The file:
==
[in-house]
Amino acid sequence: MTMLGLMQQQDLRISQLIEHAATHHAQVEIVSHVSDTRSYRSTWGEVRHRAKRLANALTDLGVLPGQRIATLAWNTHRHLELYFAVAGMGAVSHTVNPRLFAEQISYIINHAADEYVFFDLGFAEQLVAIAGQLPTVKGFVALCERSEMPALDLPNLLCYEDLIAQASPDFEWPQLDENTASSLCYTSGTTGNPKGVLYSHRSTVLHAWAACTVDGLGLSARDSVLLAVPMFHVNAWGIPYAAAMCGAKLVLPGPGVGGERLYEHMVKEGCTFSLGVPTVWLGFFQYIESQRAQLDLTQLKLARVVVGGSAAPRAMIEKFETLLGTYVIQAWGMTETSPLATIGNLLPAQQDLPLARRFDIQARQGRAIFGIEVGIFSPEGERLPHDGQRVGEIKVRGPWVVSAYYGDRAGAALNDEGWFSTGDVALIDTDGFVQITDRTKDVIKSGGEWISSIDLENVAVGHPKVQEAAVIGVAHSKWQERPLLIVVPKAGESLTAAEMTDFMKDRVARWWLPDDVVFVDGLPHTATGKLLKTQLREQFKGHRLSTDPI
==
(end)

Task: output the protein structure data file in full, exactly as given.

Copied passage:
[in-house]
Amino acid sequence: MTMLGLMQQQDLRISQLIEHAATHHAQVEIVSHVSDTRSYRSTWGEVRHRAKRLANALTDLGVLPGQRIATLAWNTHRHLELYFAVAGMGAVSHTVNPRLFAEQISYIINHAADEYVFFDLGFAEQLVAIAGQLPTVKGFVALCERSEMPALDLPNLLCYEDLIAQASPDFEWPQLDENTASSLCYTSGTTGNPKGVLYSHRSTVLHAWAACTVDGLGLSARDSVLLAVPMFHVNAWGIPYAAAMCGAKLVLPGPGVGGERLYEHMVKEGCTFSLGVPTVWLGFFQYIESQRAQLDLTQLKLARVVVGGSAAPRAMIEKFETLLGTYVIQAWGMTETSPLATIGNLLPAQQDLPLARRFDIQARQGRAIFGIEVGIFSPEGERLPHDGQRVGEIKVRGPWVVSAYYGDRAGAALNDEGWFSTGDVALIDTDGFVQITDRTKDVIKSGGEWISSIDLENVAVGHPKVQEAAVIGVAHSKWQERPLLIVVPKAGESLTAAEMTDFMKDRVARWWLPDDVVFVDGLPHTATGKLLKTQLREQFKGHRLSTDPI